In the profoundly neonatally diabetic lines (A–C and E), a substantial number of green fluorescing transgenic β-cells were detected (16). In the present animals (lines D, F, and G), it is clear that not all β-cells in the islet express the transgene at visible levels (Fig. 1). Such mosaic expression is a common feature of transgenic mice, and it seems likely that differential transgene expression may account for the variable phenotype among these founder lines.

In humans, different Kir6.2 mutations will cause different degrees of loss of ATP sensitivity, but the expression of the mutation should be more or less uniform in all β-cells. Pancreatic islets function as electrical syncititia (36), and β-cells within the islet are well coupled to one another through gap junctions. If a few β-cells within an islet are expressing ATP-insensitive channels, the effect will be averaged across the whole islet. The proof of this principle was recently established in transgenic islets from Kir6.2[AAA] mice (35). In these islets, ∼30% of β-cells express normal KATP channels, but the remaining ∼70% express no functional KATP channels. Isolated β-cells with no KATP channels (i.e., expressing Kir6.2[AAA]) are glucose insensitive and hypersecreting. However, in the intact islet, the normal KATP channels in the wild-type cells (∼30%) can still hyperpolarize the membrane potential across the islet and terminate insulin secretion. This means that in the present case of Kir6.2[ΔN2-30] mice, we can expect that the ATP insensitivity of transgenic channels will be averaged across the islet, and so the severity of the effect will depend on the average level of expression in all β-cells.

Implications for human NDM.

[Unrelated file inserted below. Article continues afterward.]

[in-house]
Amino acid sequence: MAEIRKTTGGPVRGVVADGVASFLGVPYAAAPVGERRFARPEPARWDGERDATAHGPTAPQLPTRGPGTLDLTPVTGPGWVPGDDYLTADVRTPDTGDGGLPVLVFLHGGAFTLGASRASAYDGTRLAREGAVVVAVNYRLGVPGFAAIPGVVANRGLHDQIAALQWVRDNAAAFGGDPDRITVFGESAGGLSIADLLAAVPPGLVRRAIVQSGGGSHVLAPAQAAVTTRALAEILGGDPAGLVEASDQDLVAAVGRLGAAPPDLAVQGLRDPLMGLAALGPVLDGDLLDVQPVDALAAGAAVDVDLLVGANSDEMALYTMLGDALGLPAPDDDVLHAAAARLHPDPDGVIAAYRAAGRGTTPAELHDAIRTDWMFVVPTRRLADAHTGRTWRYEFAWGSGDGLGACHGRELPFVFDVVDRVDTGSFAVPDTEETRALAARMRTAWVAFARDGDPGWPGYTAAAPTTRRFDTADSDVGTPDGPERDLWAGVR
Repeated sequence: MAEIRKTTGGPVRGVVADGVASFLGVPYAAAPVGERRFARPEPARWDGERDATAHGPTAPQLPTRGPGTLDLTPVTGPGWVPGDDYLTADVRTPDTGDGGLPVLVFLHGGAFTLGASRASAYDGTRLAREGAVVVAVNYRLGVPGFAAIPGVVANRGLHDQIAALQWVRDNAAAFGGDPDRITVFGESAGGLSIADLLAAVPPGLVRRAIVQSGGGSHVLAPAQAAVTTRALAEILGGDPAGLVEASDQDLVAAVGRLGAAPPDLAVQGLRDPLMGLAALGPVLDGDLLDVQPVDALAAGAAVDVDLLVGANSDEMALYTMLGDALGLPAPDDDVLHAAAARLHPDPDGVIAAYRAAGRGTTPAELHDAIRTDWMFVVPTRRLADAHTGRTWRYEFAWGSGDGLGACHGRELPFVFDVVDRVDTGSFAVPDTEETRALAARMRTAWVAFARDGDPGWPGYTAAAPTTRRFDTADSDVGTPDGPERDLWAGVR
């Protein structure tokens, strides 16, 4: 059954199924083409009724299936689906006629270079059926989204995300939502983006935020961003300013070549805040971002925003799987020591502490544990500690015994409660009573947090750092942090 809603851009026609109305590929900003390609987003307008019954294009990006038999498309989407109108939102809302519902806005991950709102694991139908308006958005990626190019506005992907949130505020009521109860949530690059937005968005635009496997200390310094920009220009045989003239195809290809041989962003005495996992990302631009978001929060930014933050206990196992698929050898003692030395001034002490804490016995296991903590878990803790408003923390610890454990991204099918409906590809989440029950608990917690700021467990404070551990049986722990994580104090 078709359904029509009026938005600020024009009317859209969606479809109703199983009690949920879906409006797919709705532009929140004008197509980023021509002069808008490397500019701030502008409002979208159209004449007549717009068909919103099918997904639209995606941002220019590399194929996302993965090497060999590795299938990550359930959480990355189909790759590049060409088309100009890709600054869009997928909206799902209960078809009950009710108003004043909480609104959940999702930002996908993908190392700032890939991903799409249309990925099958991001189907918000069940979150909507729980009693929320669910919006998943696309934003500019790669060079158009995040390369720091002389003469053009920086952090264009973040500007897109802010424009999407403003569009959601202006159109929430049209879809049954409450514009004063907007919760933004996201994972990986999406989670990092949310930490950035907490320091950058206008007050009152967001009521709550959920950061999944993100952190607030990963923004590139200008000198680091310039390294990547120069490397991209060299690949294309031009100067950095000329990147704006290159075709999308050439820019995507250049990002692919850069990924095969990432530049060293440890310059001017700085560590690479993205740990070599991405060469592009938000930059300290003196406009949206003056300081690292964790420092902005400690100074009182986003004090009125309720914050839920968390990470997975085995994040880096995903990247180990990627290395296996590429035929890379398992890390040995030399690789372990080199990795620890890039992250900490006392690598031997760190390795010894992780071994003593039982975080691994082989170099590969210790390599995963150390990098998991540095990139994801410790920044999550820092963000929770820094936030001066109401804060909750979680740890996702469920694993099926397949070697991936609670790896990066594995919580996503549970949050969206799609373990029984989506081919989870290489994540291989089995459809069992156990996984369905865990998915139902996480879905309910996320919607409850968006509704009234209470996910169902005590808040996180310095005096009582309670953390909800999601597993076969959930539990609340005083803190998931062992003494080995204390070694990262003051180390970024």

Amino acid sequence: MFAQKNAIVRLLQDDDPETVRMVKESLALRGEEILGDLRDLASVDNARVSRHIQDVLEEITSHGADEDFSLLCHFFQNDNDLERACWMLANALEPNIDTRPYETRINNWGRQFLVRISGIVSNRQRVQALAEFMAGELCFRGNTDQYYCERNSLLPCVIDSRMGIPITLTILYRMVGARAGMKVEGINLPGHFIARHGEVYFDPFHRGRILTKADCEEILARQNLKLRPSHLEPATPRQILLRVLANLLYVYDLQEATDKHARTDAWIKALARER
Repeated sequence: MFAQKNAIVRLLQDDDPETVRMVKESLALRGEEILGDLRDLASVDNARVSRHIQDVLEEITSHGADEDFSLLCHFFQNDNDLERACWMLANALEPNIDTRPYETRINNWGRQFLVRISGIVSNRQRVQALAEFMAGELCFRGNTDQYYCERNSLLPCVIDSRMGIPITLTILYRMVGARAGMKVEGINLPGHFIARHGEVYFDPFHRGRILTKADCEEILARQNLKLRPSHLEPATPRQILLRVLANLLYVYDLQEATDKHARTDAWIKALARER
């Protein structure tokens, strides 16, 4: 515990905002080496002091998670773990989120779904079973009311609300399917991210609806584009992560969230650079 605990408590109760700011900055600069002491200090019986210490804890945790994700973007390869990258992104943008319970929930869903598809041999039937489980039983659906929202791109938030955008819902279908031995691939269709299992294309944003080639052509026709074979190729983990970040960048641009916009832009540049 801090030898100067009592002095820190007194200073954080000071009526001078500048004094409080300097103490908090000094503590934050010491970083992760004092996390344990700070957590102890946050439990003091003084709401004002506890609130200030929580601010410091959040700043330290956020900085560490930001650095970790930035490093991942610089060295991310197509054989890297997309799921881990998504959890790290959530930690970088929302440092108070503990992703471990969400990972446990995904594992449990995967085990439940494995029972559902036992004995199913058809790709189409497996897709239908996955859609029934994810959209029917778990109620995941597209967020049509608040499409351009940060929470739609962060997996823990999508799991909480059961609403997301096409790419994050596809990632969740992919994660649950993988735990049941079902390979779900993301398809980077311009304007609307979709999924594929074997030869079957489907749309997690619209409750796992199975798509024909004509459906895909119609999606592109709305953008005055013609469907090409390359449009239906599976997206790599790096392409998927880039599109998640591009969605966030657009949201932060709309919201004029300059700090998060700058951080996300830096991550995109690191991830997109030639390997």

What are the implications of the present findings for the etiology of KATP-induced diabetes, and can these mice inform the human disease? First of all, it is clear from both the previous (16) and present studies that the animals can be severely diabetic before any significant loss of β-cells or disruption of islet architecture has occurred. In the neonatally diabetic lines, mice were severely diabetic by day 3, yet islet architecture was often normal at this time (16). Similarly, in glucose-intolerant animals, islet architecture is normal and insulin content is normal (Fig. 6). These results argue well for preservation of islet morphology and insulin content in NDM in humans, at least at the earliest stage of the disease. Clearly, sulfonylurea sensitivity can be maintained, since successful weaning of humans with KATP-induced diabetes onto sulfonylureas has been performed in a number of cases (11). However, our results also suggest that once a diabetic state persists, there is a loss of insulin content (Fig. 5) and α-cell infiltration into the islet, possibly a result of glucose toxicity (Fig. 6). Whether such progression might be halted by stimulation with sulfonylureas and normalization of blood glucose levels is unknown, although further experiments with these animal models should provide insight.